What to do if your Smart Assistant doesn’t recognize your voice

The smart assistant is one of the coolest innovations of the past decade. An AI-powered device that can turn on lights, order food and let you know traffic conditions – what’s not to like? It’s almost like Rosie are from The Jetsons live in your house. Unless perhaps you have a strong voice.

A 2018 article from The Washington Post titled “Emphatic space“Highlighted the issue well. If you have a “normal” accent, such as a neutral American accent, the smart assistants will understand you without a problem. On the other hand, Alexa is less likely to understand someone using “y’all” on a regular basis. Same goes for any heavy accent.

Thankfully, there are several ways to approach the problem. Smart assistants use machine learning to adapt and improve over time, so none of these solutions is an immediate fix. But they will improve how responsive your smart assistant is to voice commands.

Speak slowly

It sounds cliché, but speaking more slowly has a profound impact on how efficiently smart assistants can recognize and process your requests.

Speaking slowly means you’re more likely to pronounce words clearly, but it also gives the smart assistant time to process what you say. You can say full sentences with your smart assistant, but the machine will look for keywords that indicate the answer to return based on a variety of factors.

If speaking slowly doesn’t help, try narrowing down your request. For example, you can get the current temperature and forecast by saying “Alexa, weather.” If you reduce what you say to just a few words, your smart assistant has a better chance of understanding you.

Avoid colloquial terms

Every region of the world has certain words and phrases that they use to describe common, everyday things. For example, the southern states of the United States tend to refer to all forms of soda as “Coke”. Ask any information about Coke to a smart assistant that will return information about The Coca-Cola Company.

Be specific in how you phrase the question. Avoiding colloquial terms and sticking to officially recognized vocabulary will reduce the chances of the smart assistant misunderstanding you.

Find out if your Smart Assistant offers Accent as an option

The intelligent assistant is trained and programmed to recognize a variety of voice patterns; In most cases, manufacturers include the types of accents that they are easiest to hear under normal conditions.

Users have reported that swapping the Language setting from English (US) to English (UK) resulted in better responses for users with a British accent.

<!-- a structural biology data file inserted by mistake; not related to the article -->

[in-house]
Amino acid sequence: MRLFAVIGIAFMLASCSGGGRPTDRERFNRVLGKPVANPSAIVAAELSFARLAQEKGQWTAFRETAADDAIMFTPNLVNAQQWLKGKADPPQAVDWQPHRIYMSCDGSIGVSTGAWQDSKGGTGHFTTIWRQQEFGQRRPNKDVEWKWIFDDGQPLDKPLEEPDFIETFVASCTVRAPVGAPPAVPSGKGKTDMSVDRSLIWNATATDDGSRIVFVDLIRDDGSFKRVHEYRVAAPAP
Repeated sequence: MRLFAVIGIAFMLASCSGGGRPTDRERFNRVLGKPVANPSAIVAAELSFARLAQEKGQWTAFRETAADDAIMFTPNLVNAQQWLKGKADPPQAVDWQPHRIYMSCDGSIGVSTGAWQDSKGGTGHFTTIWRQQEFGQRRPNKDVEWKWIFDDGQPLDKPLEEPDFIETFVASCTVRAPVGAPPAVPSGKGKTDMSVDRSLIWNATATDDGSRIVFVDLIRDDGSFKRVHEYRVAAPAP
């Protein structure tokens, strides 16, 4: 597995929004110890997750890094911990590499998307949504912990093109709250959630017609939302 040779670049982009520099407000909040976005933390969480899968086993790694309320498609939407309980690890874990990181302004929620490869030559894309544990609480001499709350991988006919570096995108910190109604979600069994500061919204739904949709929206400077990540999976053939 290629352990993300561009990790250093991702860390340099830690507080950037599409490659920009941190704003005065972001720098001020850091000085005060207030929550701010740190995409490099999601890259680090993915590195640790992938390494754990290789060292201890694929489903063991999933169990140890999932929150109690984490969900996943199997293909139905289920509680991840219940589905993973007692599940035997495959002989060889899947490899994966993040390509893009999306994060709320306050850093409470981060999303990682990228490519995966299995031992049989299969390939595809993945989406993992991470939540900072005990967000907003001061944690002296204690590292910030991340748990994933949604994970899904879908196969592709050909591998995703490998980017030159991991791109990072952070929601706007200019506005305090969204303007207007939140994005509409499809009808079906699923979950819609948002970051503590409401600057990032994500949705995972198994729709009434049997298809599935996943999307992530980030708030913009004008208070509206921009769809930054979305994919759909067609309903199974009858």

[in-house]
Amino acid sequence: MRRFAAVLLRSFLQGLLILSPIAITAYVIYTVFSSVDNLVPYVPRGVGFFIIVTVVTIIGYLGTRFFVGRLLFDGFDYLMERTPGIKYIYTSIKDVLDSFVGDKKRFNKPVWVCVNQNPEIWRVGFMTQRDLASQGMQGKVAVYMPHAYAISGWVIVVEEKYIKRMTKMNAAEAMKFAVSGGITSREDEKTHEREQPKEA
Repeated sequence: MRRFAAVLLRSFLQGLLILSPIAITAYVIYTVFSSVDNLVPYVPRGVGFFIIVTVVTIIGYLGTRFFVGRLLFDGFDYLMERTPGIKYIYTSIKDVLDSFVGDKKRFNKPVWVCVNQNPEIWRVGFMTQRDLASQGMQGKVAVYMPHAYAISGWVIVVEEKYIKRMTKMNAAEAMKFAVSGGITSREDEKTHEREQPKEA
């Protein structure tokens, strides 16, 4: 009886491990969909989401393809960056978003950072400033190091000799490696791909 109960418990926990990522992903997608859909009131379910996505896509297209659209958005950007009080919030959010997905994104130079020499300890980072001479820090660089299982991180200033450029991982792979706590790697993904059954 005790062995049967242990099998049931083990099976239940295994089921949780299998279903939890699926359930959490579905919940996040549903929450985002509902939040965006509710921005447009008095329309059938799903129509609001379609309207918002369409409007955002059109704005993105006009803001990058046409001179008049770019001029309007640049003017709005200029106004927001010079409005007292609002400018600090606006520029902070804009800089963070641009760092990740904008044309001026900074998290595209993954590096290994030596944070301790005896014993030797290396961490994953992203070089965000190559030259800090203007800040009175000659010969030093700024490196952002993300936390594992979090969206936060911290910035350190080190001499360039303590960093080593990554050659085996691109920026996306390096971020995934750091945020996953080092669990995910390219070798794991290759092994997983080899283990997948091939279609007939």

Amazon Alexa provides a British accent to users with the following accents:

  • Canadian
  • Indian
  • Spanish
  • Mexican
  • Italian
  • Australian
  • New Zealand

On the other hand, Google Home offers British accents for the following speakers:

  • Australia
  • Canada
  • India
  • Indonesia
  • Irish
  • Philippines
  • Singapore
  • Thailand
  • UK
  • USA

If you speak English with any one of these accents, switch your device to the corresponding language option. Your smart assistant can get to know you better if you understand.

Change language

There’s no reason someone yes speak English when using the smart assistant. Both Amazon Alexa and Google Home have multiple language options. If you find out that your assistant doesn’t understand your accent when speaking English, find out if your native language is an option.

Spell everything

Some smart assistants (most notably Apple’s Siri) will let users spell what they want. This feature allows users that the system may not understand to request information.

While this isn’t a perfect solution given the amount of time it takes to spell words with enough time between each letter for the assistant to recognize, it’s a step in the right direction.

Unfortunately, no smart device today excels at recognizing Anglo-Asian accents. Their main areas of focus are the United States and other English-speaking countries, but there is hope. Even the current versions of the smart assistant are a huge leap forward from the original version and all have better language recognition than before.

In time, smart assistants will be advanced enough to identify any spoken command regardless of language or voice.

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